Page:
Thursday November 27, 2014

Province funds education deal


The provincial government delivered last week on one of the recommendations in the 2013 final report of its Joint Task Force on Improving Education and Employment Outcomes for First Nations and Métis people.

Recommendation 6 states: “… the Joint Task Force recommends the Province establish an invitational Second Level Shared Services Initiative between provincial and First Nations authorities to provide incentives for cooperation across systems particularly in the areas of professional development for staff and ancillary professional services to students.”

On June 17, the Province announced $150,000 to support an Invitational Shared Services Initiative (ISSI) between the Good Spirit School Division (GSSD) and Yorkton Tribal Council (YTC).

Dwayne Reeve, GSSD director of education said the amount of the funding is significant, but it also represents an unprecedented commitment by the Province.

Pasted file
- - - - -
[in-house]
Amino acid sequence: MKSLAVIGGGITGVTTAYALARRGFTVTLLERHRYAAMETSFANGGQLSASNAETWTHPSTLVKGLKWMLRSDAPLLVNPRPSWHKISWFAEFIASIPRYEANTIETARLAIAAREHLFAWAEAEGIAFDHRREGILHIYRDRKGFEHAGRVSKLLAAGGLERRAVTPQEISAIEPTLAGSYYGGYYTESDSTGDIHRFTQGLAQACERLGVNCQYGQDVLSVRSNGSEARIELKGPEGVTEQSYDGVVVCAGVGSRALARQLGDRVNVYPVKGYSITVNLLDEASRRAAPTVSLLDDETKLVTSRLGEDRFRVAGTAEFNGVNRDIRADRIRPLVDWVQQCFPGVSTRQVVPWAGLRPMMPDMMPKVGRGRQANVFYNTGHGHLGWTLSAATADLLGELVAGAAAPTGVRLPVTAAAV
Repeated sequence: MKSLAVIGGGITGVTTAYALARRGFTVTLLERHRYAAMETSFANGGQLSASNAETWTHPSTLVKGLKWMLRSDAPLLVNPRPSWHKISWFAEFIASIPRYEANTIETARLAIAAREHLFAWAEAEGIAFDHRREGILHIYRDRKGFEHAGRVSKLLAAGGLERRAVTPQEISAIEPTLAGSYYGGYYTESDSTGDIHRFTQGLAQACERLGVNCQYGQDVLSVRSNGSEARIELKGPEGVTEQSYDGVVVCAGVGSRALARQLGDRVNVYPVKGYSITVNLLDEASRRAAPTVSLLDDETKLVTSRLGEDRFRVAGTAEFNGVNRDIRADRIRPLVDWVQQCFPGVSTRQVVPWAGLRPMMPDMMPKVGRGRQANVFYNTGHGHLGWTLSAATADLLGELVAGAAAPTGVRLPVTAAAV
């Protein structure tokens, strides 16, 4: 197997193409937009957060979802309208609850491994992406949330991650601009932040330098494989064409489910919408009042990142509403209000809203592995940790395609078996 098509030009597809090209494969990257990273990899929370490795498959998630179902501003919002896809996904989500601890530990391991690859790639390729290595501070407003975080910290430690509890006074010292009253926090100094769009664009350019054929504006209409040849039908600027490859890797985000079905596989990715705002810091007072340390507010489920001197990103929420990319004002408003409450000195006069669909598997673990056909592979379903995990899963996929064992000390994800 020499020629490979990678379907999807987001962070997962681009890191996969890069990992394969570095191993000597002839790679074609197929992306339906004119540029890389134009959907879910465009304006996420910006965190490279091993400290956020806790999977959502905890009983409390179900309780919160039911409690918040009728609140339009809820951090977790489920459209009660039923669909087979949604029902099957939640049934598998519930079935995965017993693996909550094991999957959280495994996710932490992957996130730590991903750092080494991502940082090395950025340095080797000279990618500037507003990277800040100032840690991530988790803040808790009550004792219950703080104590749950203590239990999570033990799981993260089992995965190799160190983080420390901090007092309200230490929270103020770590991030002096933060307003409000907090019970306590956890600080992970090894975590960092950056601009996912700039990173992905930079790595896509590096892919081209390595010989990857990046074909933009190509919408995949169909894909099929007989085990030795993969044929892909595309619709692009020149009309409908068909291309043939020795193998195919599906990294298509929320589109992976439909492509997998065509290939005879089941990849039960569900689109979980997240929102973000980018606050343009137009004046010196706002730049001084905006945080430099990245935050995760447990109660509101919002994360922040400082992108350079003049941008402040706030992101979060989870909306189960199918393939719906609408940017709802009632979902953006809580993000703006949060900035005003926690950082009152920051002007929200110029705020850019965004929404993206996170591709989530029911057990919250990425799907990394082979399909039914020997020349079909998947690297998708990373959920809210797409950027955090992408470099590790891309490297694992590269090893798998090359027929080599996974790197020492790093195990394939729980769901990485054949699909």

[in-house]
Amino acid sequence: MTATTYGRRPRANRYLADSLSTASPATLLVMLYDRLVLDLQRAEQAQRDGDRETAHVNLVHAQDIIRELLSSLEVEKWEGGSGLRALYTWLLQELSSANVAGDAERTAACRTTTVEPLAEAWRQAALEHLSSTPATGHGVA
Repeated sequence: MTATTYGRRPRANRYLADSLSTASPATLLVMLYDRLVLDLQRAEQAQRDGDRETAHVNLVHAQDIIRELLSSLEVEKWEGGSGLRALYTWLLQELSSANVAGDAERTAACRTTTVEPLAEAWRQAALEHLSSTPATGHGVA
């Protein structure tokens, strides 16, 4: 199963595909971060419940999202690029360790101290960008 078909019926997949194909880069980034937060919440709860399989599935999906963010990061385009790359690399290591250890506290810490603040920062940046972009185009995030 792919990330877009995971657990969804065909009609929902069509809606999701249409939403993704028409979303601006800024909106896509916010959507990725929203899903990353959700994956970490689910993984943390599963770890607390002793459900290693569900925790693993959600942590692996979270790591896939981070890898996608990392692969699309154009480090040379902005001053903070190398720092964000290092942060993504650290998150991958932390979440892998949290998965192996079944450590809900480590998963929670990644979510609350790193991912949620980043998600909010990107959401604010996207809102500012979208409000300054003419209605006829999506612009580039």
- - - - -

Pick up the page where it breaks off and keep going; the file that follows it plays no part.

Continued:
“It’s a big deal because it’s provincial money assisting people on federal land,” he said.

Some of the barriers to Aboriginal educational outcomes identified by the provincial government in its Vision 2020 plan were literacy, a funding gap between supports in on-reserve and off-reserve schools and a lack of culturally appropriate content.

In principal, the ISSI seeks to address these issues by creating a consistent and comprehensive approach to literacy between the on-reserve and provincial schools.

“The Yorkton Tribal Council is excited to support the unprecedented level of collaboration that is developing between Keeseekoose Chiefs Education Centre, Chief Gabriel Cote Education Complex and the Good Spirit School Division through Kamsack Comprehensive Institute,” said Ross Brown, YTC director of education. “The focus on keeping students in school and improving graduation rates through improvement in reading and by creating a community connection in a culturally appropriate way, is just the support many students need.”

In practice, Reeve explained, the collaboration is essential because students often move between schools and having the consistent supports in place with a focus on reading makes a huge difference.

“They need that to access other pieces of the curriculum, so we have a real strong desire to do that,” he said.



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